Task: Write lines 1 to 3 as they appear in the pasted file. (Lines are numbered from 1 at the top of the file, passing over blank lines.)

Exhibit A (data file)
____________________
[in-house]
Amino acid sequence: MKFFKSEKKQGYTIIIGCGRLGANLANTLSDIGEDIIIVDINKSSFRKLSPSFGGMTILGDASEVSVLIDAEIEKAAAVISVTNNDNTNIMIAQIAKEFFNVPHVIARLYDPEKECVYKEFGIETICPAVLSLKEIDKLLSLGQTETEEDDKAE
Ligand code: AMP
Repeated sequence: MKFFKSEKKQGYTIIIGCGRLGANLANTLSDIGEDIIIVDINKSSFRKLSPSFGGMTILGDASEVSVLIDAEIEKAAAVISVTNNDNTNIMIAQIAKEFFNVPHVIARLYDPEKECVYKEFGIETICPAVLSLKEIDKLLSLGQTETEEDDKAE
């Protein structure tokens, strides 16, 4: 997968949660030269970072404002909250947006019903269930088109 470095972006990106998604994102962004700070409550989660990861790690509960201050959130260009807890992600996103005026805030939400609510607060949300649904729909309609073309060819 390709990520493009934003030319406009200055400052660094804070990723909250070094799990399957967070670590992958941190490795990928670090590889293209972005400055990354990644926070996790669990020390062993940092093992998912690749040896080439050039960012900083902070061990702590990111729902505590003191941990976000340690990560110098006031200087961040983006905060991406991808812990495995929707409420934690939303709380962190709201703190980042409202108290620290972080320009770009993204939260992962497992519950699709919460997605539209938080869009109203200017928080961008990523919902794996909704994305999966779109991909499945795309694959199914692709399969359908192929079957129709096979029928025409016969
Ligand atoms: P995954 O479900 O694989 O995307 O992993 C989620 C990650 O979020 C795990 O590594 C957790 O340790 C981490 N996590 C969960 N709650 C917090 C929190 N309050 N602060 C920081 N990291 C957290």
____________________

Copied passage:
[in-house]
Amino acid sequence: MKFFKSEKKQGYTIIIGCGRLGANLANTLSDIGEDIIIVDINKSSFRKLSPSFGGMTILGDASEVSVLIDAEIEKAAAVISVTNNDNTNIMIAQIAKEFFNVPHVIARLYDPEKECVYKEFGIETICPAVLSLKEIDKLLSLGQTETEEDDKAE
Ligand code: AMP